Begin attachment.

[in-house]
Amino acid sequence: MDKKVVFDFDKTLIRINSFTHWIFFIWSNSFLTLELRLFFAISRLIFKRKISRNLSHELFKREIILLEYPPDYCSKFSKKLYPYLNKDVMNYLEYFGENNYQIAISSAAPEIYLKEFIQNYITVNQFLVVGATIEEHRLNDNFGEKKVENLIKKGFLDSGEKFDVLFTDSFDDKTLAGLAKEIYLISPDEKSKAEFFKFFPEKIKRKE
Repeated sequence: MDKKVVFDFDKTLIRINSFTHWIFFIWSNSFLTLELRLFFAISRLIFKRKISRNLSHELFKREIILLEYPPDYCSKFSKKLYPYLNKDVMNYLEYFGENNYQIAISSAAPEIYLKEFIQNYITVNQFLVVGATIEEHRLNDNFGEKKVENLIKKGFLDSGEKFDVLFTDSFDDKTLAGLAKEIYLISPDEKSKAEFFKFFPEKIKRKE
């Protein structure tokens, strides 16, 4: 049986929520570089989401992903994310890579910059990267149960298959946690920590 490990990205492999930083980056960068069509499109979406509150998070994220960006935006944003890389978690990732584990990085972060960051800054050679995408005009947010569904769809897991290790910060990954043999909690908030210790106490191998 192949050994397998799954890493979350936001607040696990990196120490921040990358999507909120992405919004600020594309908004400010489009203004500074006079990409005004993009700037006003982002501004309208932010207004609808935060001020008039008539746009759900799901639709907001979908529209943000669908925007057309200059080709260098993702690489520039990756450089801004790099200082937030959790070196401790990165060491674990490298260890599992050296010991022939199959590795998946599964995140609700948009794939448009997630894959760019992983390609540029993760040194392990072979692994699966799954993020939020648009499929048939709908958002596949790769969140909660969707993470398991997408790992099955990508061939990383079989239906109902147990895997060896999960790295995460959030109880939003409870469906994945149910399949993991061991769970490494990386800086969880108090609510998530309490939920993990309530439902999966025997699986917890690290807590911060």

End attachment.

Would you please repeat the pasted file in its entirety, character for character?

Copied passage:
[in-house]
Amino acid sequence: MDKKVVFDFDKTLIRINSFTHWIFFIWSNSFLTLELRLFFAISRLIFKRKISRNLSHELFKREIILLEYPPDYCSKFSKKLYPYLNKDVMNYLEYFGENNYQIAISSAAPEIYLKEFIQNYITVNQFLVVGATIEEHRLNDNFGEKKVENLIKKGFLDSGEKFDVLFTDSFDDKTLAGLAKEIYLISPDEKSKAEFFKFFPEKIKRKE
Repeated sequence: MDKKVVFDFDKTLIRINSFTHWIFFIWSNSFLTLELRLFFAISRLIFKRKISRNLSHELFKREIILLEYPPDYCSKFSKKLYPYLNKDVMNYLEYFGENNYQIAISSAAPEIYLKEFIQNYITVNQFLVVGATIEEHRLNDNFGEKKVENLIKKGFLDSGEKFDVLFTDSFDDKTLAGLAKEIYLISPDEKSKAEFFKFFPEKIKRKE
């Protein structure tokens, strides 16, 4: 049986929520570089989401992903994310890579910059990267149960298959946690920590 490990990205492999930083980056960068069509499109979406509150998070994220960006935006944003890389978690990732584990990085972060960051800054050679995408005009947010569904769809897991290790910060990954043999909690908030210790106490191998 192949050994397998799954890493979350936001607040696990990196120490921040990358999507909120992405919004600020594309908004400010489009203004500074006079990409005004993009700037006003982002501004309208932010207004609808935060001020008039008539746009759900799901639709907001979908529209943000669908925007057309200059080709260098993702690489520039990756450089801004790099200082937030959790070196401790990165060491674990490298260890599992050296010991022939199959590795998946599964995140609700948009794939448009997630894959760019992983390609540029993760040194392990072979692994699966799954993020939020648009499929048939709908958002596949790769969140909660969707993470398991997408790992099955990508061939990383079989239906109902147990895997060896999960790295995460959030109880939003409870469906994945149910399949993991061991769970490494990386800086969880108090609510998530309490939920993990309530439902999966025997699986917890690290807590911060």